2.01_ Direction & Movement


Direction & Movement: There’s a difference. In the example on the left, a pattern of black dots is shaped into a line with a decidedly diagonal direction. This line also has a sense of movement. It is a bit bumpy and fairly active in addition to flowing diagonally.

The diagonal direction being expressed by the dots is entirely the result of alignment and of the dots being close enough (tension) for a sense of unity to take place. This same line of dots reinforces the overall direction (or orientation) of the canvas which is diagonal.

Movement is reflected by internal forces within the line contributing to a felt sense of advancement or progression. There is also a counterpoint or balance: an orange line which acts as an alternately diagonal, subordinate source of direction. The direction of both the dotted line and the orange line are echoed and repeated by the lightish blue strokes behind each.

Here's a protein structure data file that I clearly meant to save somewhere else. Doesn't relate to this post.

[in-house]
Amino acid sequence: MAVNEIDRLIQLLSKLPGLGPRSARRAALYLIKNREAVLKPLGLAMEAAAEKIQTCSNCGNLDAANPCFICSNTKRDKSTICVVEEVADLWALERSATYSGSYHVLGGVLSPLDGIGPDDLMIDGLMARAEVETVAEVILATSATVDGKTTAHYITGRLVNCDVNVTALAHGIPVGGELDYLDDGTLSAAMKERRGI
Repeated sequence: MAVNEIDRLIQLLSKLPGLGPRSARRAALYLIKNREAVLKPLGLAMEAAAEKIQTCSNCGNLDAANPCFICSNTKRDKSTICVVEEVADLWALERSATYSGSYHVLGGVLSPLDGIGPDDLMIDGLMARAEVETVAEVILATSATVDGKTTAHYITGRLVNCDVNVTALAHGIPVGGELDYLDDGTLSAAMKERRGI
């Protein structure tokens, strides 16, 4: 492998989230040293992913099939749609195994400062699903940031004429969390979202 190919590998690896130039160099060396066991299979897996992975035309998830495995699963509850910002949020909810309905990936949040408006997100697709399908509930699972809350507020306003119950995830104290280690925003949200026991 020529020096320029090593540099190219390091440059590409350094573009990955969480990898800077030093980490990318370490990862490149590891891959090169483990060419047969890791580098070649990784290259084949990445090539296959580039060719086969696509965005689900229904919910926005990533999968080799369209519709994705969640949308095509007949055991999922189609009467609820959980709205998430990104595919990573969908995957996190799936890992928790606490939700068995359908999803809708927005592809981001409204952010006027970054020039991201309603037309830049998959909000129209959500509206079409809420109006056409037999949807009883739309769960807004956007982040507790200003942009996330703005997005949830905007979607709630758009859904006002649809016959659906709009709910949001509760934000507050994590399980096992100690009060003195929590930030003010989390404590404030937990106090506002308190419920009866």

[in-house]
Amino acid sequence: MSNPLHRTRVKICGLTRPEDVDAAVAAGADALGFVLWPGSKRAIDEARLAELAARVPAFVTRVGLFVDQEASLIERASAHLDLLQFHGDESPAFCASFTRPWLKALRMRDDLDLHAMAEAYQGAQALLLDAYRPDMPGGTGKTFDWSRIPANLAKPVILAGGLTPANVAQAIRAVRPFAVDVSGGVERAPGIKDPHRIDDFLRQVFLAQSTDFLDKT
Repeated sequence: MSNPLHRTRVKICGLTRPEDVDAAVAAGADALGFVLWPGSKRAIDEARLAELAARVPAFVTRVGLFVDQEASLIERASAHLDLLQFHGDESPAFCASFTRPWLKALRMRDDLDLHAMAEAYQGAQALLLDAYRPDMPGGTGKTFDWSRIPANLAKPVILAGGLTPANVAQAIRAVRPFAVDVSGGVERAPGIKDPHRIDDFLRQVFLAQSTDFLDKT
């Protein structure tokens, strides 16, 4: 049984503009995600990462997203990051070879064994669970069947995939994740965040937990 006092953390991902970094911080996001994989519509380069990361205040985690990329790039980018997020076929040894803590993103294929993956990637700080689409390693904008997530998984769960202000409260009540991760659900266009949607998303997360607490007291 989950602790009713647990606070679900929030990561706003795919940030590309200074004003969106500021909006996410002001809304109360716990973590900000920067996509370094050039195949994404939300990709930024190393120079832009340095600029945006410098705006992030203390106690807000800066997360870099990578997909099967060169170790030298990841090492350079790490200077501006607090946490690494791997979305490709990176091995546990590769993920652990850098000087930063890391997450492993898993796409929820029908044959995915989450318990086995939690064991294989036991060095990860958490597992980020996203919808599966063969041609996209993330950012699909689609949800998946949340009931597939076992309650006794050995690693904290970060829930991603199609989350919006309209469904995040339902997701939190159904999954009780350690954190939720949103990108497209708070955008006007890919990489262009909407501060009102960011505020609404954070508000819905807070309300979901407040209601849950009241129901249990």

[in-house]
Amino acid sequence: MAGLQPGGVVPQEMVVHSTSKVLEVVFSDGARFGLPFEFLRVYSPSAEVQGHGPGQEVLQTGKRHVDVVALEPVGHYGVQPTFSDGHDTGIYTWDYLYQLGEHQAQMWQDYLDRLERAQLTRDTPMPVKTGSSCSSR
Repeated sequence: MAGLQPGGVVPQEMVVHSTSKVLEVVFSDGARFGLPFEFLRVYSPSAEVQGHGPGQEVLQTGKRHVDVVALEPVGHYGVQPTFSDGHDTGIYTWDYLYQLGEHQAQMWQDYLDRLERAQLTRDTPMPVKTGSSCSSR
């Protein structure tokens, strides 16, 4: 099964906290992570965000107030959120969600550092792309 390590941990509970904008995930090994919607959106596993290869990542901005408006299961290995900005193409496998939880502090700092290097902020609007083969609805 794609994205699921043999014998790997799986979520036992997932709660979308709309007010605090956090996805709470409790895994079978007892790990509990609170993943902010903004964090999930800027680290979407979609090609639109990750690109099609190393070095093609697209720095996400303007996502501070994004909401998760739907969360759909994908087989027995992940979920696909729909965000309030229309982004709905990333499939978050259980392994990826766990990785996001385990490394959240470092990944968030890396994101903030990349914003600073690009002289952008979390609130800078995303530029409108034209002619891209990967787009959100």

Below are some examples of direction and movement:  Rolling Hills 2 represents horizontal and diagonal direction; triangular and curvilinear movements; Frolicking Physicians represents diagonal, triangular and vertical directions as well as curvilinear moments of movement; 77th Dakar Rally exudes cascading movement and a somewhat diagonal sense of direction; DP101 Workshops poster strongly express both vertical and horizontal directions;  Broad to Disney sweeping curves contain a perfectly counterposed diagonal edge;  President’s Message expresses movement through the aid of a fractured perspective; and  Cielito Lindo balances the organic, curvilinear movements within the angelic illustration against the geometric, horizontal direction of the rectangular area.



Direction & Movement 1: There’s a difference

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